WUNCPolitics Podcast
WUNC

Today on the WUNCPolitics Podcast, a conversation about what's at the heart of all politics, the most effective legislators in American history, and challenges with the proposed American Health Care Act.  

NC Legislature
W Edward Callis III

Senate Republicans rolled out their latest proposal for tax policy changes Thursday morning, days after House Representatives introduced their Tax Reduction Act of 2017.

Roy Cooper
Brian Batista / WUNC

Governor Roy Cooper says the future of the state is promising. The Democrat delivered his first "State of the State" address during a joint session of the General Assembly Monday night.

WUNCPolitics Podcast
WUNC

Today on the WUNCPolitics Podcast, special elections, reporting in Washington, and cracking curses.

exterior of the NC State Legislature
Jeff Tiberii / WUNC

This week in state politics, Republican lawmakers advanced three bills that would strip the Democratic Governor of judicial appointment powers.

Drew Gintis and his dog
Photo Courtesy of Marsha Gintis

Drew Gintis was a teenager when he started wrestling at Athens Drive High School in Raleigh.

And he loved it, even though he lost every match his freshman year, said his mother, Marsha Gintis.

“[He] worked so hard and by his junior year he had a 21 and 2 record,” she said. “His dream was to go to states.”

exterior of the NC State Legislature
Jeff Tiberii / WUNC

This week in North Carolina politics, Democratic Governor Roy Cooper introduced his budget proposal. It recommends 5.1 percent growth in state spending; raises for teachers, principals and state employees; and calls on the Legislature to expand Medicaid.

WUNCPolitics Podcast
WUNC

Today on the WUNCPolitics Podcast, Governor Roy Cooper's budget proposal, a bright red coat, more HB2 bluster and a surprise visit to the press room at the State Legislature.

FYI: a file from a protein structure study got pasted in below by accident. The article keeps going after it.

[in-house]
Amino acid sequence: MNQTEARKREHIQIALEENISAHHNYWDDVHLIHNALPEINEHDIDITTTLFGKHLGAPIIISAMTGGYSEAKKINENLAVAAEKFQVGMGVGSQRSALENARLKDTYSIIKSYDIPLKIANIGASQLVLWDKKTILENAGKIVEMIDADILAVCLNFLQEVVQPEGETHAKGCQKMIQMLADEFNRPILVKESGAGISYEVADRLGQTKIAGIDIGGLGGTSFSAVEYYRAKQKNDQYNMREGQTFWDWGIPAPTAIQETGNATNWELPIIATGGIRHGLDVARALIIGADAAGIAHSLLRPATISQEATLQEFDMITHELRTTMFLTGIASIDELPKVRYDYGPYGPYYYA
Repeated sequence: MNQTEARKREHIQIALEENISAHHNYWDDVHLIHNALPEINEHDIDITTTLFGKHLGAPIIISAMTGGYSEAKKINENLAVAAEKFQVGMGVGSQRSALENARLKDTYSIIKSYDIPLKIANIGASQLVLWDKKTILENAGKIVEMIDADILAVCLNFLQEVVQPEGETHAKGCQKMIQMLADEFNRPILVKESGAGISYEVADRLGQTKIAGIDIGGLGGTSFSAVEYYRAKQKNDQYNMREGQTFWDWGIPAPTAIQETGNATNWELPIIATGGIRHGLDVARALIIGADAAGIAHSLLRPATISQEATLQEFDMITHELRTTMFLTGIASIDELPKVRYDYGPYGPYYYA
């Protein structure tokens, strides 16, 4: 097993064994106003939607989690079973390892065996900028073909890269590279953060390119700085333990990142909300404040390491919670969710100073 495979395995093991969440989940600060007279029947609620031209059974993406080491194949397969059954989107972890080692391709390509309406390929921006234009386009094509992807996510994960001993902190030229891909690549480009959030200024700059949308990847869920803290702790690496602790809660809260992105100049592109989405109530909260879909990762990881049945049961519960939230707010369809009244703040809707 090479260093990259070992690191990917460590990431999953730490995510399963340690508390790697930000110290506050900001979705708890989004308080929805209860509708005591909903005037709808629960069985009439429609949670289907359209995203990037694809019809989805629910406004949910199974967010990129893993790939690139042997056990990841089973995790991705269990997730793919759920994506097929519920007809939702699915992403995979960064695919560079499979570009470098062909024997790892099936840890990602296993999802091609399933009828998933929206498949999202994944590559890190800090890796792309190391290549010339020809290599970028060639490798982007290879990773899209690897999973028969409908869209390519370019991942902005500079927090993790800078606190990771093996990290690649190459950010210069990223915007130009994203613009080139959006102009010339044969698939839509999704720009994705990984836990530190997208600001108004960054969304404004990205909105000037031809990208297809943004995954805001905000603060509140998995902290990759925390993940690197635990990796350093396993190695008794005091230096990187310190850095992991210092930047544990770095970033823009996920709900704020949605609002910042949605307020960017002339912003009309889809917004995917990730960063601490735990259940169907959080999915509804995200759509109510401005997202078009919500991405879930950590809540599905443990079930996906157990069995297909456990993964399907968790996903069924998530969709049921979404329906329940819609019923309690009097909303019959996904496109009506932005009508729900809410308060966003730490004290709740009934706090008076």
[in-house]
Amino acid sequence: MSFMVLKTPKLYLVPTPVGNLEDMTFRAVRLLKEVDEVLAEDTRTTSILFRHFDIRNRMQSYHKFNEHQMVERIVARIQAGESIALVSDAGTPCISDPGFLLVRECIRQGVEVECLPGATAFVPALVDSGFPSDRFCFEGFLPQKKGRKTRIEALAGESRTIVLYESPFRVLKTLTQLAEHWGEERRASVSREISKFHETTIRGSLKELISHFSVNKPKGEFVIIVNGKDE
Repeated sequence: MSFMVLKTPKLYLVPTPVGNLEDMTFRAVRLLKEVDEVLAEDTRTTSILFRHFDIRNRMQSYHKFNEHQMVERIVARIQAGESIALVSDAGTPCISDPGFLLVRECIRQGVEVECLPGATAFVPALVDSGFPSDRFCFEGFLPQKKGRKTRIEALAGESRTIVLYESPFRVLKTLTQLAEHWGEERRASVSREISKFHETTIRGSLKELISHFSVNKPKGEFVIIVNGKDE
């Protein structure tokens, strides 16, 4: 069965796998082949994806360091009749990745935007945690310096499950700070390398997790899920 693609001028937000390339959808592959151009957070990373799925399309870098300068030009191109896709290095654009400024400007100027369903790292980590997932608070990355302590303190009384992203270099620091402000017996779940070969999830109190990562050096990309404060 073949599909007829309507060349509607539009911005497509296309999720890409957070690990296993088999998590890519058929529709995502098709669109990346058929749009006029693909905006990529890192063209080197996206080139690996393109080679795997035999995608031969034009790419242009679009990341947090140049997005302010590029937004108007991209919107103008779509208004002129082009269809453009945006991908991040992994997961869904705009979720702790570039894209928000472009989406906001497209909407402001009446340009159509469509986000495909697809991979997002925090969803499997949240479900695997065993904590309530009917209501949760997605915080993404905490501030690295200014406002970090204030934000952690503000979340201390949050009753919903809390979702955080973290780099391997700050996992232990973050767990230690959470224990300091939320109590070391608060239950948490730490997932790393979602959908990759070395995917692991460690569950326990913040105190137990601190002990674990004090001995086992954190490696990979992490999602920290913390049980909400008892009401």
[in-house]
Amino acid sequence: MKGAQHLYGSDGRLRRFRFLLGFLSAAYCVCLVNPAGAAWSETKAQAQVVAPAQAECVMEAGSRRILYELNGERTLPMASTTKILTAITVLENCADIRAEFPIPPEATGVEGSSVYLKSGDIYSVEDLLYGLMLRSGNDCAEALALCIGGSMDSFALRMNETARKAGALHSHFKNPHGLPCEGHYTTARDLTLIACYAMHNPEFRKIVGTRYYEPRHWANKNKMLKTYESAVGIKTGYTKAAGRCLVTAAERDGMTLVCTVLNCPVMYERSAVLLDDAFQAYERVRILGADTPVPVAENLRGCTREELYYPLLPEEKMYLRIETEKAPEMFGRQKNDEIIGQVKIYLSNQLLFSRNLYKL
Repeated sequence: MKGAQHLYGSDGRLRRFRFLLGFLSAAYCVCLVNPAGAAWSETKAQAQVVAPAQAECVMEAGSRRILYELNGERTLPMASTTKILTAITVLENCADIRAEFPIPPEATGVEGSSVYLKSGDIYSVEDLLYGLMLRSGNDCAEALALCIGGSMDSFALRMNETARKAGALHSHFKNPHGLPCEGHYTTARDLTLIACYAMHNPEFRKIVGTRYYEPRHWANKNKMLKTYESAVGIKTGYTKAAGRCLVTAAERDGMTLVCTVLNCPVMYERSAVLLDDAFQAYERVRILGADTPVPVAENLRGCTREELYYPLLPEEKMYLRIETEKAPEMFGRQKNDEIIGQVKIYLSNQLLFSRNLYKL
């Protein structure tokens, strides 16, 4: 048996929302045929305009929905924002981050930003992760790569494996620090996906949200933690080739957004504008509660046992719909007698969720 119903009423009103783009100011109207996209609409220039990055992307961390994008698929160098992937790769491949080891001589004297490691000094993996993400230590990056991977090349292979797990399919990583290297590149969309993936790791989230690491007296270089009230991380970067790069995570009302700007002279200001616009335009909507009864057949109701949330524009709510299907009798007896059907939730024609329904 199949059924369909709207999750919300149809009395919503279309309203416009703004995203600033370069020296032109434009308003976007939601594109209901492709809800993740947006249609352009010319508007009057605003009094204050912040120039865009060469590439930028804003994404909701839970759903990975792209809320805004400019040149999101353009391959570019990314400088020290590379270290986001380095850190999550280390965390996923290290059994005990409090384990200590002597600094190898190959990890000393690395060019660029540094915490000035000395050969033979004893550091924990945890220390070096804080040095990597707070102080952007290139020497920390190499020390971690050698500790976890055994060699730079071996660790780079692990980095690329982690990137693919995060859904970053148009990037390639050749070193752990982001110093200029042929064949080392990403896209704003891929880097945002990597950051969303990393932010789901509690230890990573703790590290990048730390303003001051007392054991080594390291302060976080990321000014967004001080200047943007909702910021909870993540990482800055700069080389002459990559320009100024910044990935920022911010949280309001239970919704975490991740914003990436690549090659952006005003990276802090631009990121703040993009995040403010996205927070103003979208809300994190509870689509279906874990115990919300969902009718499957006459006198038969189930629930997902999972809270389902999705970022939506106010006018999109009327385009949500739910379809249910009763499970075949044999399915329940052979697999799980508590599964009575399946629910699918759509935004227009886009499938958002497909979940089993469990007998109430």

In a district full of coifed hair and pressed shirts, a frayed rug stands out. On Capitol Hill, the office of U.S. Rep. Walter Jones is filled with home state relics – large framed pictures, crisp newspaper clippings, and shiny military medals; along with a faded North Carolina seal, buckling under a coffee table.

North Carolina Governor Roy Cooper unveiled his first budget proposal on Wednesday, March 1, 2017 at Durham Technical Community College.
Jeff Tiberii / WUNC

Governor Roy Cooper is touting his first budget proposal as an ambitious plan to invest in education. The Democrat is proposing a 5.1 percent increase in spending, calling for the largest teacher raises in nearly a decade, and again recommending an expansion of Medicaid.

WUNCPolitics Podcast
WUNC

Today on the WUNCPolitics Podcast, a couple of news roundups and a trivia question.

The first is a discussion with conservative and liberal voices about the week in politics.

exterior of the NC State Legislature
Jeff Tiberii / WUNC

The week in North Carolina politics, lawmakers and Governor Roy Cooper continued their spat over confirmation powers.

Image of bathroom sign
The LEAF Project / Flickr Creative Commons